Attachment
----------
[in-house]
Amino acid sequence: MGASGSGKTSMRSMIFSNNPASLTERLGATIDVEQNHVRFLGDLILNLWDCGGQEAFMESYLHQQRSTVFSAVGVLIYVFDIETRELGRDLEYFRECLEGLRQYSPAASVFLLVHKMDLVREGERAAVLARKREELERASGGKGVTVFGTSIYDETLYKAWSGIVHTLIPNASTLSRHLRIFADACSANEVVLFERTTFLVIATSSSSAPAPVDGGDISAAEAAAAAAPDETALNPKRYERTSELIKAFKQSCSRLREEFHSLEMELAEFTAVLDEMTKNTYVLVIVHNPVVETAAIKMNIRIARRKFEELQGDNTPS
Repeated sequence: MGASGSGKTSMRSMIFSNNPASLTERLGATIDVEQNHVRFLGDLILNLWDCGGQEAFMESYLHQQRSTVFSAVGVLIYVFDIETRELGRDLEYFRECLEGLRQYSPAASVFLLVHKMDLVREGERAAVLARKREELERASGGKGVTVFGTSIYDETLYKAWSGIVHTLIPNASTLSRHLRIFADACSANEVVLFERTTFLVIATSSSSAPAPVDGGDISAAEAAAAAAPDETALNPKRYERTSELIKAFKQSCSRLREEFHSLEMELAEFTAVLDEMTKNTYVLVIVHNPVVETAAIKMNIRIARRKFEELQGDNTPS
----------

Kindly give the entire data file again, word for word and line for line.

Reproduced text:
[in-house]
Amino acid sequence: MGASGSGKTSMRSMIFSNNPASLTERLGATIDVEQNHVRFLGDLILNLWDCGGQEAFMESYLHQQRSTVFSAVGVLIYVFDIETRELGRDLEYFRECLEGLRQYSPAASVFLLVHKMDLVREGERAAVLARKREELERASGGKGVTVFGTSIYDETLYKAWSGIVHTLIPNASTLSRHLRIFADACSANEVVLFERTTFLVIATSSSSAPAPVDGGDISAAEAAAAAAPDETALNPKRYERTSELIKAFKQSCSRLREEFHSLEMELAEFTAVLDEMTKNTYVLVIVHNPVVETAAIKMNIRIARRKFEELQGDNTPS
Repeated sequence: MGASGSGKTSMRSMIFSNNPASLTERLGATIDVEQNHVRFLGDLILNLWDCGGQEAFMESYLHQQRSTVFSAVGVLIYVFDIETRELGRDLEYFRECLEGLRQYSPAASVFLLVHKMDLVREGERAAVLARKREELERASGGKGVTVFGTSIYDETLYKAWSGIVHTLIPNASTLSRHLRIFADACSANEVVLFERTTFLVIATSSSSAPAPVDGGDISAAEAAAAAAPDETALNPKRYERTSELIKAFKQSCSRLREEFHSLEMELAEFTAVLDEMTKNTYVLVIVHNPVVETAAIKMNIRIARRKFEELQGDNTPS